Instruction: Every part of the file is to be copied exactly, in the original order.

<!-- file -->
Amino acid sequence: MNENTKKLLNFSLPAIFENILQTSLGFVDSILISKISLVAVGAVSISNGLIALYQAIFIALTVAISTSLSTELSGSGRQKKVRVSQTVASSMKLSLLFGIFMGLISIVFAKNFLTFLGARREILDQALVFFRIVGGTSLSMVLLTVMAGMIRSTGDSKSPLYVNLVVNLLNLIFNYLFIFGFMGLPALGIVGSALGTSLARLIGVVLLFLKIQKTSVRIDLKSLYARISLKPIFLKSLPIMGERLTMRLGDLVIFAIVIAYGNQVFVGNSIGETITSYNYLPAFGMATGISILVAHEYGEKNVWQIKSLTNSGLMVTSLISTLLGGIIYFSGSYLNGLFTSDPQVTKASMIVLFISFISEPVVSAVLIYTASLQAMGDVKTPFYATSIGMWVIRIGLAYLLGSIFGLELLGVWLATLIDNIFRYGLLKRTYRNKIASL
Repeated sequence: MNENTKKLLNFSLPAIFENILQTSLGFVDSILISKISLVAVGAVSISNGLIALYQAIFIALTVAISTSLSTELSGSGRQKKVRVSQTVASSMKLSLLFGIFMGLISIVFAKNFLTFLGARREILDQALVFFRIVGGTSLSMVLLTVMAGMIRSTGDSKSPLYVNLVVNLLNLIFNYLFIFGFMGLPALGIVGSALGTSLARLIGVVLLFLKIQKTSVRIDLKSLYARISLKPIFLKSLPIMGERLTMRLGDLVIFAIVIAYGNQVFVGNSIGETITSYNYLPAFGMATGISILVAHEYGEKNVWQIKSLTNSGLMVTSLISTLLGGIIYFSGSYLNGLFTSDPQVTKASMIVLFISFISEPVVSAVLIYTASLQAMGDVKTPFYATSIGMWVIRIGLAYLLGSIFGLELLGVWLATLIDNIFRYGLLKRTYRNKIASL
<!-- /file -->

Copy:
Amino acid sequence: MNENTKKLLNFSLPAIFENILQTSLGFVDSILISKISLVAVGAVSISNGLIALYQAIFIALTVAISTSLSTELSGSGRQKKVRVSQTVASSMKLSLLFGIFMGLISIVFAKNFLTFLGARREILDQALVFFRIVGGTSLSMVLLTVMAGMIRSTGDSKSPLYVNLVVNLLNLIFNYLFIFGFMGLPALGIVGSALGTSLARLIGVVLLFLKIQKTSVRIDLKSLYARISLKPIFLKSLPIMGERLTMRLGDLVIFAIVIAYGNQVFVGNSIGETITSYNYLPAFGMATGISILVAHEYGEKNVWQIKSLTNSGLMVTSLISTLLGGIIYFSGSYLNGLFTSDPQVTKASMIVLFISFISEPVVSAVLIYTASLQAMGDVKTPFYATSIGMWVIRIGLAYLLGSIFGLELLGVWLATLIDNIFRYGLLKRTYRNKIASL
Repeated sequence: MNENTKKLLNFSLPAIFENILQTSLGFVDSILISKISLVAVGAVSISNGLIALYQAIFIALTVAISTSLSTELSGSGRQKKVRVSQTVASSMKLSLLFGIFMGLISIVFAKNFLTFLGARREILDQALVFFRIVGGTSLSMVLLTVMAGMIRSTGDSKSPLYVNLVVNLLNLIFNYLFIFGFMGLPALGIVGSALGTSLARLIGVVLLFLKIQKTSVRIDLKSLYARISLKPIFLKSLPIMGERLTMRLGDLVIFAIVIAYGNQVFVGNSIGETITSYNYLPAFGMATGISILVAHEYGEKNVWQIKSLTNSGLMVTSLISTLLGGIIYFSGSYLNGLFTSDPQVTKASMIVLFISFISEPVVSAVLIYTASLQAMGDVKTPFYATSIGMWVIRIGLAYLLGSIFGLELLGVWLATLIDNIFRYGLLKRTYRNKIASL